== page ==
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From Oscar to Floyd to Canelo: The modern history of Cinco De Mayo boxing

Cinco De Mayo weekend is known for its big fights, and another is coming on Saturday with Canelo Alvarez in his fifth main event of the weekend.

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Manny Pacquiao, Floyd Mayweather, Oscar De La Hoya, and Canelo Alvarez have been the kings of the modern Cinco De Mayo boxing weekend
Manny Pacquiao, Floyd Mayweather, Oscar De La Hoya, and Canelo Alvarez have been the kings of the modern Cinco De Mayo boxing weekend
Robert Beck /Sports Illustrated via Getty Images, Gabriel Bouys/AFP via Getty Images, Al Bello/Getty Images

What we’ve come to call “Cinco De Mayo weekend” in boxing is always a big one for the sport, but the history of today’s tradition — a big fight on, actually, the first Saturday of May — is still pretty young, not really getting started until Oscar De La Hoya fought Yori Boy Campas on May 3, 2003, so just 19 years ago.

There have, of course, been other big fights in the sport’s history on the first Saturday of May, but we’re talking strictly about the modern phenomenon, which De La Hoya and Floyd Mayweather took to another level in 2007, shattering pay-per-view records, which would then be shattered again eight years later by Mayweather and Manny Pacquiao.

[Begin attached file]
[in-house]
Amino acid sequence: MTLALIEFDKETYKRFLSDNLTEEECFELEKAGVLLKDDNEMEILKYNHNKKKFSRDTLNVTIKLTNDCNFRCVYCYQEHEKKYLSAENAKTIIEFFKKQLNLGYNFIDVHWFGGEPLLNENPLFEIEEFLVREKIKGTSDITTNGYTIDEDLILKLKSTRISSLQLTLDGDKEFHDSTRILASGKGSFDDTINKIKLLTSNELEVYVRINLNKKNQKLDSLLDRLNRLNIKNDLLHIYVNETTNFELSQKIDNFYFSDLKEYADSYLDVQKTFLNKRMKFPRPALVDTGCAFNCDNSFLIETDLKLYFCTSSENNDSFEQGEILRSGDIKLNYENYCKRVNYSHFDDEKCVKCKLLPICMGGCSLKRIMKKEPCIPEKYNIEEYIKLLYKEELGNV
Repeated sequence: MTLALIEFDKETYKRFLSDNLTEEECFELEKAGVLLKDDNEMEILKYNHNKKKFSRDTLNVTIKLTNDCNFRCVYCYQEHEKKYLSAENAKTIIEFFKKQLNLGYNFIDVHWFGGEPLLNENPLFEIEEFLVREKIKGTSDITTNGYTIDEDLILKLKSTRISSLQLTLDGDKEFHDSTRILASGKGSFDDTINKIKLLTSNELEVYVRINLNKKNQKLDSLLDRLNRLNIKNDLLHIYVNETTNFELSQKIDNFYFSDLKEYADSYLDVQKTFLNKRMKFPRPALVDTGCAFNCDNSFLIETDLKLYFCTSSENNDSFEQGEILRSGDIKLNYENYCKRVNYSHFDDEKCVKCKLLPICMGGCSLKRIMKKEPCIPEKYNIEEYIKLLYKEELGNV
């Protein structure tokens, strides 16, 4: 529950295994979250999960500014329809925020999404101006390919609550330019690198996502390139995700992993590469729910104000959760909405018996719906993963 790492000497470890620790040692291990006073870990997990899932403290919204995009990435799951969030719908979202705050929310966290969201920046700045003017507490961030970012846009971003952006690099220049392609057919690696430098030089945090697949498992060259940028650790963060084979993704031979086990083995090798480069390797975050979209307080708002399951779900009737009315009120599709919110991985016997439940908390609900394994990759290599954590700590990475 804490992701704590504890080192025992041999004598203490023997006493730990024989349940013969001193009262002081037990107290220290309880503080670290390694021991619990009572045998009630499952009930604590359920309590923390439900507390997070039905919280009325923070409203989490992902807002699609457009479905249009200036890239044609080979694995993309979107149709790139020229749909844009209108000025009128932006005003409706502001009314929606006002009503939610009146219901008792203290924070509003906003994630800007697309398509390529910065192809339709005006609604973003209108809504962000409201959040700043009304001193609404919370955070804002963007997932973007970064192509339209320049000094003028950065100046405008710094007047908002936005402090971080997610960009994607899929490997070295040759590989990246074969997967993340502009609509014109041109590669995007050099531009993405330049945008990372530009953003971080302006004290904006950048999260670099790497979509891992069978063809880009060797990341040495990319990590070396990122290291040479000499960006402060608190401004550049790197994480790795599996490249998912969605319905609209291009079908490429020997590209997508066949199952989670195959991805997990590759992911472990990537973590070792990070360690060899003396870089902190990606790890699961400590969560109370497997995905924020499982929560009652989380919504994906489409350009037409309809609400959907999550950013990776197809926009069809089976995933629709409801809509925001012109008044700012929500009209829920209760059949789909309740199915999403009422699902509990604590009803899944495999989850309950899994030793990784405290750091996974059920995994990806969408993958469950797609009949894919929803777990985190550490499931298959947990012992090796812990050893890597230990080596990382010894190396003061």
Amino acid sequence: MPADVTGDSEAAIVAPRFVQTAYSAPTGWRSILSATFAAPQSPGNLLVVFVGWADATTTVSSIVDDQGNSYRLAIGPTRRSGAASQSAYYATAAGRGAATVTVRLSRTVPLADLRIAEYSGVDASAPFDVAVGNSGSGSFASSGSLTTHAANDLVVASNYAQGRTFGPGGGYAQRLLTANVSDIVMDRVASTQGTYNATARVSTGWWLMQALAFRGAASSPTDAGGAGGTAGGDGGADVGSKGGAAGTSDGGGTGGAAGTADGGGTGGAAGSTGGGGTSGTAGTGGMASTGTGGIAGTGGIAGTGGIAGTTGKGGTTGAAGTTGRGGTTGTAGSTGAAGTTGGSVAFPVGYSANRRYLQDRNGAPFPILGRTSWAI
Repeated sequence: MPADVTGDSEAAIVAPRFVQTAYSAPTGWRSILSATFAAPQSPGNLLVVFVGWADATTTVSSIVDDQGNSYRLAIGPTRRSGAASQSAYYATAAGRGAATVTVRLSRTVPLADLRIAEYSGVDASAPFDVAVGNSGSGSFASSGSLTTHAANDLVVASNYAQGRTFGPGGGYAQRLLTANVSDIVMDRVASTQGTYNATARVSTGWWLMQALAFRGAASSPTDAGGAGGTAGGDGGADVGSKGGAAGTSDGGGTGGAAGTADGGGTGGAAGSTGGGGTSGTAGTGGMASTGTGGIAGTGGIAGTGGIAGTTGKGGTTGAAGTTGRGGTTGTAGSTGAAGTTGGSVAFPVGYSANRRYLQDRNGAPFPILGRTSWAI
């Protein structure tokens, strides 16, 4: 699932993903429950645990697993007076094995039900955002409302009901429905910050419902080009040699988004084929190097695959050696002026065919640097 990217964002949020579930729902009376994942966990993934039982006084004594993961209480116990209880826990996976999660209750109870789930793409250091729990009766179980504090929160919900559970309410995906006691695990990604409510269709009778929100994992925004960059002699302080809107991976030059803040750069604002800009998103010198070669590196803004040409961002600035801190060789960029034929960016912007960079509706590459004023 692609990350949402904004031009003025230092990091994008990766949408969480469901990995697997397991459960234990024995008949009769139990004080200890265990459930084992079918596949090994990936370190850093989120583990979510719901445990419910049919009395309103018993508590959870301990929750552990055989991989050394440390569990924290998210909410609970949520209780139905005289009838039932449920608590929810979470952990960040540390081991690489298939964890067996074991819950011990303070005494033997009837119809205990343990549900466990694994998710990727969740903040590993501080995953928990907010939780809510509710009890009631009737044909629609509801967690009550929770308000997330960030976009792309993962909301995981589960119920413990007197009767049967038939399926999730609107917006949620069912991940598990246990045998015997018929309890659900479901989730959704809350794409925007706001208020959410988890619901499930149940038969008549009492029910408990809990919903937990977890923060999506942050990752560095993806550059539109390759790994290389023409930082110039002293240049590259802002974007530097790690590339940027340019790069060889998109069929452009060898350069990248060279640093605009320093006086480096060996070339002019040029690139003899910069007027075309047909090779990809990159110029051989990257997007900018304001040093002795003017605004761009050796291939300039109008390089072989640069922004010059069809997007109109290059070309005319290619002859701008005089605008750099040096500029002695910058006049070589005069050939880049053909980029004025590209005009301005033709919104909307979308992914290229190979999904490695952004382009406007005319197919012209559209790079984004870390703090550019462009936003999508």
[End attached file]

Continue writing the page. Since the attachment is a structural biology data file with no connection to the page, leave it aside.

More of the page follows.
De La Hoya got it started. The torch passed to Mayweather, with Pacquiao chiming in with fights in 2009 and 2011. Starting in 2016, it became Canelo Alvarez’s Saturday, something he was primed to take over by fighting on the Mayweather-Mosley and Mayweather-Cotto undercards in 2010 and 2012.

A couple of years ago, we ranked these fights (through 2019, of course), as we were in the early days of the COVID lockdown with no boxing, and nothing at all happening on Cinco De Mayo weekend. This year, here’s a list of all the fights, with links provided to the fights for you to watch where possible:

The two biggest fights, clearly, were Mayweather-Pacquiao in 2015 and De La Hoya-Mayweather in 2007. The two best fights, clearly, are still Pacquiao-Marquez in 2004 and Corrales-Castillo in 2005.

(I do know Pacquiao-Marquez was on May 8, so not the first Saturday of the month, but at the time nobody really knew it was going to become a “tradition”; frankly, you could argue that De La Hoya-Mayorga in 2006 is probably the real start of the consistent idea behind what the Saturday has become, but it feels lame to count De La Hoya-Campas, which should be counted, and not Pacquiao-Marquez or Corrales-Castillo, just for myth-building purposes.)

Most All-Time Main Event Appearances

  • Six: Floyd Mayweather
  • Four: Canelo Alvarez, Oscar De La Hoya, Manny Pacquiao
  • Two: Shane Mosley
  • One: Yori Boy Campas, Jose Luis Castillo, Julio Cesar Chavez Jr, Diego Corrales, Miguel Cotto, Steve Forbes, Gennadiy Golovkin, Robert Guerrero, Ricky Hatton, Daniel Jacobs, Amir Khan, Marcos Maidana, Juan Manuel Marquez, Vanes Martirosyan, Ricardo Mayorga, Billy Joe Saunders

Canelo will pass De La Hoya and Pacquiao this Saturday, of course, and Dmitry Bivol will add his name to the history.

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